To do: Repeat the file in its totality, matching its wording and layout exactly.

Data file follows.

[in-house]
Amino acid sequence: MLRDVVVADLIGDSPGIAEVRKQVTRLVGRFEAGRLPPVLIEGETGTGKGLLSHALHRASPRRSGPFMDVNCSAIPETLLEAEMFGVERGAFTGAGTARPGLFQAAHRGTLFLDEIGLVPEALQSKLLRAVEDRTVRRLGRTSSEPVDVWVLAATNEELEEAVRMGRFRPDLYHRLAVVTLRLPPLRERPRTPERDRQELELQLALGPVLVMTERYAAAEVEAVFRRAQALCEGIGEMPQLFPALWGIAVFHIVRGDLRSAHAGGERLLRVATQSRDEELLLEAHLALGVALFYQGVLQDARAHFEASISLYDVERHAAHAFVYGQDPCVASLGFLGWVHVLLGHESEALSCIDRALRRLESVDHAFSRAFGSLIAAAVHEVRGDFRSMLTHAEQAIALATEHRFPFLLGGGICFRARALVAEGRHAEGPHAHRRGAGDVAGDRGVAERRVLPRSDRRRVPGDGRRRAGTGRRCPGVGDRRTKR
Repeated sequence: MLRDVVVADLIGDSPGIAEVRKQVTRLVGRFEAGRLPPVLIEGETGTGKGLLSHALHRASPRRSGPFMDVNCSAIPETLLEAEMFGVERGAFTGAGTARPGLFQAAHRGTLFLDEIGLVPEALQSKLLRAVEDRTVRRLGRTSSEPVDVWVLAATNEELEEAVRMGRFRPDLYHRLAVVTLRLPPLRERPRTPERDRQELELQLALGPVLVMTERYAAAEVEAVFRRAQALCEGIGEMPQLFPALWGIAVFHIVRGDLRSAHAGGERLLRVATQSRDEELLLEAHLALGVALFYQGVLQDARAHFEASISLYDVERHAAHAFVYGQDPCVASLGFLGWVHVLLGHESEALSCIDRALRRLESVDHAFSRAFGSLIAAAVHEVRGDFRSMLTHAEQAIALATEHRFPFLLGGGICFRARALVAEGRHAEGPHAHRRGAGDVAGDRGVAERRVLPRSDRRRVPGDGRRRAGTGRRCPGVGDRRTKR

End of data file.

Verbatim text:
[in-house]
Amino acid sequence: MLRDVVVADLIGDSPGIAEVRKQVTRLVGRFEAGRLPPVLIEGETGTGKGLLSHALHRASPRRSGPFMDVNCSAIPETLLEAEMFGVERGAFTGAGTARPGLFQAAHRGTLFLDEIGLVPEALQSKLLRAVEDRTVRRLGRTSSEPVDVWVLAATNEELEEAVRMGRFRPDLYHRLAVVTLRLPPLRERPRTPERDRQELELQLALGPVLVMTERYAAAEVEAVFRRAQALCEGIGEMPQLFPALWGIAVFHIVRGDLRSAHAGGERLLRVATQSRDEELLLEAHLALGVALFYQGVLQDARAHFEASISLYDVERHAAHAFVYGQDPCVASLGFLGWVHVLLGHESEALSCIDRALRRLESVDHAFSRAFGSLIAAAVHEVRGDFRSMLTHAEQAIALATEHRFPFLLGGGICFRARALVAEGRHAEGPHAHRRGAGDVAGDRGVAERRVLPRSDRRRVPGDGRRRAGTGRRCPGVGDRRTKR
Repeated sequence: MLRDVVVADLIGDSPGIAEVRKQVTRLVGRFEAGRLPPVLIEGETGTGKGLLSHALHRASPRRSGPFMDVNCSAIPETLLEAEMFGVERGAFTGAGTARPGLFQAAHRGTLFLDEIGLVPEALQSKLLRAVEDRTVRRLGRTSSEPVDVWVLAATNEELEEAVRMGRFRPDLYHRLAVVTLRLPPLRERPRTPERDRQELELQLALGPVLVMTERYAAAEVEAVFRRAQALCEGIGEMPQLFPALWGIAVFHIVRGDLRSAHAGGERLLRVATQSRDEELLLEAHLALGVALFYQGVLQDARAHFEASISLYDVERHAAHAFVYGQDPCVASLGFLGWVHVLLGHESEALSCIDRALRRLESVDHAFSRAFGSLIAAAVHEVRGDFRSMLTHAEQAIALATEHRFPFLLGGGICFRARALVAEGRHAEGPHAHRRGAGDVAGDRGVAERRVLPRSDRRRVPGDGRRRAGTGRRCPGVGDRRTKR